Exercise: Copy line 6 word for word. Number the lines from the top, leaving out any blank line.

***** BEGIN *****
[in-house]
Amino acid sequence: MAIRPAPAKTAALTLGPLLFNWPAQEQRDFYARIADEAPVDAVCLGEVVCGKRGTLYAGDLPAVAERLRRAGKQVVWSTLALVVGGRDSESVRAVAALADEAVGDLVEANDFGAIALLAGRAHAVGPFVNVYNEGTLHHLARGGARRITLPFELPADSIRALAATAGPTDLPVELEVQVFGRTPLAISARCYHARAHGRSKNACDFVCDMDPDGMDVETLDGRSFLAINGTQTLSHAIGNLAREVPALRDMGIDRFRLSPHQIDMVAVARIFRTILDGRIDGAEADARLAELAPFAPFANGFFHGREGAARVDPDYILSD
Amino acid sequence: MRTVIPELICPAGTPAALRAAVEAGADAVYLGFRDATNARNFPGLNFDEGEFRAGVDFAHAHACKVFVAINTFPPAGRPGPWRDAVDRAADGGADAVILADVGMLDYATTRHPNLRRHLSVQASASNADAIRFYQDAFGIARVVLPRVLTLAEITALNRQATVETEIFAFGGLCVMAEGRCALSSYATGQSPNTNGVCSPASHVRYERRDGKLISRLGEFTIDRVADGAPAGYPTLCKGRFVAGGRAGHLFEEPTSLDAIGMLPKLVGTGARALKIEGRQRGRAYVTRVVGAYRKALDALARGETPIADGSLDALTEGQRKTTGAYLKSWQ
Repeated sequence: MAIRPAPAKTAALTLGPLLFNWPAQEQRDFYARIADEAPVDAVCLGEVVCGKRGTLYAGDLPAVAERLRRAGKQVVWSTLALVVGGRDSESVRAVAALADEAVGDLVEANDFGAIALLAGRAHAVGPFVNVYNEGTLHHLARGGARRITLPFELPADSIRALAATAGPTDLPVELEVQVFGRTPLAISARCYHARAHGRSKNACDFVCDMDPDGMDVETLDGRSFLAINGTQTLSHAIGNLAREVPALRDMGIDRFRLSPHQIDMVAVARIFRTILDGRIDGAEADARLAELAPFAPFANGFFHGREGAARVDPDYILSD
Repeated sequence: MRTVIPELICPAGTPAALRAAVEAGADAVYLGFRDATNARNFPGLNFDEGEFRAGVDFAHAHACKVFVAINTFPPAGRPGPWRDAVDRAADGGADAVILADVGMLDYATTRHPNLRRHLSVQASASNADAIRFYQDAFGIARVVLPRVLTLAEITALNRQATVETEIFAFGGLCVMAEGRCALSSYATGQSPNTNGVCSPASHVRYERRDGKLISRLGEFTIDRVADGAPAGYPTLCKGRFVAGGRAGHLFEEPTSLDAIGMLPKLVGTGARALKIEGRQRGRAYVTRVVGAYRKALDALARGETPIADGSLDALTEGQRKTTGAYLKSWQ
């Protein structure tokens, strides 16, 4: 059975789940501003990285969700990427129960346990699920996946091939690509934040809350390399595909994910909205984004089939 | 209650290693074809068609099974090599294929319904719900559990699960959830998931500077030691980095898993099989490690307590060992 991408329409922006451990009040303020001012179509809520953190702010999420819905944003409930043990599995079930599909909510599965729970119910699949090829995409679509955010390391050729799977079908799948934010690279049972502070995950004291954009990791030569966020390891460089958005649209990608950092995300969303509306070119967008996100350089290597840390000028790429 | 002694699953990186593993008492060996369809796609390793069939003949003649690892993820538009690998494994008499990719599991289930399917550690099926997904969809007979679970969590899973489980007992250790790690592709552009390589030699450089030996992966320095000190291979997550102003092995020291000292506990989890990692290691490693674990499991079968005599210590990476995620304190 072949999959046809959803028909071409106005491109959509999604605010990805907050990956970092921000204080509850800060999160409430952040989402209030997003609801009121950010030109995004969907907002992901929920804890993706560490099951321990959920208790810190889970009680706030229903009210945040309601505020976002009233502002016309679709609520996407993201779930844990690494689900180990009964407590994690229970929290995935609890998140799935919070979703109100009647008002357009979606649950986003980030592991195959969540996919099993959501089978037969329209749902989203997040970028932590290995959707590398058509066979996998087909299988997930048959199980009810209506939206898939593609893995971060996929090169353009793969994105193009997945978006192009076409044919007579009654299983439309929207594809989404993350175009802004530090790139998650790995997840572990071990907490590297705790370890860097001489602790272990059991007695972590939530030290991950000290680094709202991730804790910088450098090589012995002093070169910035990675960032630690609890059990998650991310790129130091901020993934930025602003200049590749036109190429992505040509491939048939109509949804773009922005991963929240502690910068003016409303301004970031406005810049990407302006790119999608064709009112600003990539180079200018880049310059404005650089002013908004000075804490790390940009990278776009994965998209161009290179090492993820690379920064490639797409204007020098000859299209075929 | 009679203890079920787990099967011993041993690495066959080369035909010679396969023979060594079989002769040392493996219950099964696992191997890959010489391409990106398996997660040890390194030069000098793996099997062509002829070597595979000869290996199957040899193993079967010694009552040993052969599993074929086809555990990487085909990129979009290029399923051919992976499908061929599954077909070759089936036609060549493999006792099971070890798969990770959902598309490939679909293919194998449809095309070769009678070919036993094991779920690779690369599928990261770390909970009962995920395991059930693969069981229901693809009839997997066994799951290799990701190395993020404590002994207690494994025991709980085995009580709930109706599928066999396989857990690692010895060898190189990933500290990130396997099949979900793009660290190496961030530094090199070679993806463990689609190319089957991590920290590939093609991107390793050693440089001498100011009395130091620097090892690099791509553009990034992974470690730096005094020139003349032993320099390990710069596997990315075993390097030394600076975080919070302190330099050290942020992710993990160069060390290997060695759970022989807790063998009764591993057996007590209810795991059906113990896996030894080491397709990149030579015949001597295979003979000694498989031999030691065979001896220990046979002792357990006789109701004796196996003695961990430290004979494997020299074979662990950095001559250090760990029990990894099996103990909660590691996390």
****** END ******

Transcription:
């Protein structure tokens, strides 16, 4: 059975789940501003990285969700990427129960346990699920996946091939690509934040809350390399595909994910909205984004089939 | 209650290693074809068609099974090599294929319904719900559990699960959830998931500077030691980095898993099989490690307590060992 991408329409922006451990009040303020001012179509809520953190702010999420819905944003409930043990599995079930599909909510599965729970119910699949090829995409679509955010390391050729799977079908799948934010690279049972502070995950004291954009990791030569966020390891460089958005649209990608950092995300969303509306070119967008996100350089290597840390000028790429 | 002694699953990186593993008492060996369809796609390793069939003949003649690892993820538009690998494994008499990719599991289930399917550690099926997904969809007979679970969590899973489980007992250790790690592709552009390589030699450089030996992966320095000190291979997550102003092995020291000292506990989890990692290691490693674990499991079968005599210590990476995620304190 072949999959046809959803028909071409106005491109959509999604605010990805907050990956970092921000204080509850800060999160409430952040989402209030997003609801009121950010030109995004969907907002992901929920804890993706560490099951321990959920208790810190889970009680706030229903009210945040309601505020976002009233502002016309679709609520996407993201779930844990690494689900180990009964407590994690229970929290995935609890998140799935919070979703109100009647008002357009979606649950986003980030592991195959969540996919099993959501089978037969329209749902989203997040970028932590290995959707590398058509066979996998087909299988997930048959199980009810209506939206898939593609893995971060996929090169353009793969994105193009997945978006192009076409044919007579009654299983439309929207594809989404993350175009802004530090790139998650790995997840572990071990907490590297705790370890860097001489602790272990059991007695972590939530030290991950000290680094709202991730804790910088450098090589012995002093070169910035990675960032630690609890059990998650991310790129130091901020993934930025602003200049590749036109190429992505040509491939048939109509949804773009922005991963929240502690910068003016409303301004970031406005810049990407302006790119999608064709009112600003990539180079200018880049310059404005650089002013908004000075804490790390940009990278776009994965998209161009290179090492993820690379920064490639797409204007020098000859299209075929 | 009679203890079920787990099967011993041993690495066959080369035909010679396969023979060594079989002769040392493996219950099964696992191997890959010489391409990106398996997660040890390194030069000098793996099997062509002829070597595979000869290996199957040899193993079967010694009552040993052969599993074929086809555990990487085909990129979009290029399923051919992976499908061929599954077909070759089936036609060549493999006792099971070890798969990770959902598309490939679909293919194998449809095309070769009678070919036993094991779920690779690369599928990261770390909970009962995920395991059930693969069981229901693809009839997997066994799951290799990701190395993020404590002994207690494994025991709980085995009580709930109706599928066999396989857990690692010895060898190189990933500290990130396997099949979900793009660290190496961030530094090199070679993806463990689609190319089957991590920290590939093609991107390793050693440089001498100011009395130091620097090892690099791509553009990034992974470690730096005094020139003349032993320099390990710069596997990315075993390097030394600076975080919070302190330099050290942020992710993990160069060390290997060695759970022989807790063998009764591993057996007590209810795991059906113990896996030894080491397709990149030579015949001597295979003979000694498989031999030691065979001896220990046979002792357990006789109701004796196996003695961990430290004979494997020299074979662990950095001559250090760990029990990894099996103990909660590691996390």